If I Survive You by Jonathan Escoffery
Publication date: September 6, 2022
Date read: September 1, 2023
Audiobook narrated by Torian Brackett
In the 1970s, Topper and Sanya flee to Miami as political violence consumes their native Kingston. But America, as the couple and their two children learn, is far from the promised land. Excluded from society as Black immigrants, the family pushes on through Hurricane Andrew and later the 2008 recession, living in a house so cursed that the pet fish launches itself out of its own tank rather than stay. But even as things fall apart, the family remains motivated, often to its own detriment, by what their younger son, Trelawny, calls "the exquisite, racking compulsion to survive."
I'm still not completely sure how I feel about this book as a whole. There were parts of it that I found really interesting, and some that just didn't work for me personally. It also took until about halfway through the book until the chapters started to feel coherent as a story, at which point I did start to get invested in the storyline a little more.
Despite not being as invested in the story as I would have liked, I did find the characters really interesting. The majority of the story focuses on Trelawney - the younger son in the family, and also the one who always seems to get the short end of the stick. The older brother, Delano, was less likable, although his story about trying to get his business back on track was one that I did enjoy. And the cousin Cukie's story was my favorite, although not exactly a happy one. Although, to be fair, none of the stories were especially happy.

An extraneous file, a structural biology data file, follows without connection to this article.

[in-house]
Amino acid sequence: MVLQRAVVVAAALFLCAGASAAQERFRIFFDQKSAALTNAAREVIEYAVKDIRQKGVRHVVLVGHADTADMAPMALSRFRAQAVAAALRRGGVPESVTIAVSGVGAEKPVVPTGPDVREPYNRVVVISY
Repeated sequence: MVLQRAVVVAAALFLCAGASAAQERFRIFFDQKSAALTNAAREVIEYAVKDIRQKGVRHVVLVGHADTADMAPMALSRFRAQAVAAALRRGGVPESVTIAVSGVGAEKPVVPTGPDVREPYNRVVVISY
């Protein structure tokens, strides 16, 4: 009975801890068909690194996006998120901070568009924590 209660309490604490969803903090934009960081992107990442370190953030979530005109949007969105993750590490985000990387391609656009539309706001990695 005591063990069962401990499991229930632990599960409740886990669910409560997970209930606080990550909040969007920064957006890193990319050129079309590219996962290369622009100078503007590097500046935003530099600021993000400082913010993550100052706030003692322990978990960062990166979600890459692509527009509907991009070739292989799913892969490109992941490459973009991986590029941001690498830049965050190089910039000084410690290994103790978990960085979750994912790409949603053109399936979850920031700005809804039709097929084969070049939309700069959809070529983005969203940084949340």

Overall, this book is definitely more about character development than exciting plot. I have a hard time recommending it to many readers, although those who appreciate a slow-burn character-driven story will probably find things to like here. It often feels like a memoir at times rather than a plot-driven novel.
As for the audiobook narration itself, I thought that Brackett did an excellent job. For those who like to read audiobooks at faster speed, I was only able to listen to this one at 1.25x max, due to the parts where Brackett read in a thick Jamaican accent - anything faster was too hard for me to follow.
Rating: 3/5 stars
Content warning: ethnic slurs, racism and racial profiling, death of a baby, homelessness, assault, death of a pet
Thank you to NetGalley and the publisher for an advanced copy of this book.
Thanks for the review copy. I liked how the short stories were connected to read like a novel. This helped get me out of a reading slump.
It took me way too long to get to this book, but after reading it I cannot imagine why! What a wonderful collection of stories focusing on the family. It was heart wrenching in all the best ways and I definitely recommend it!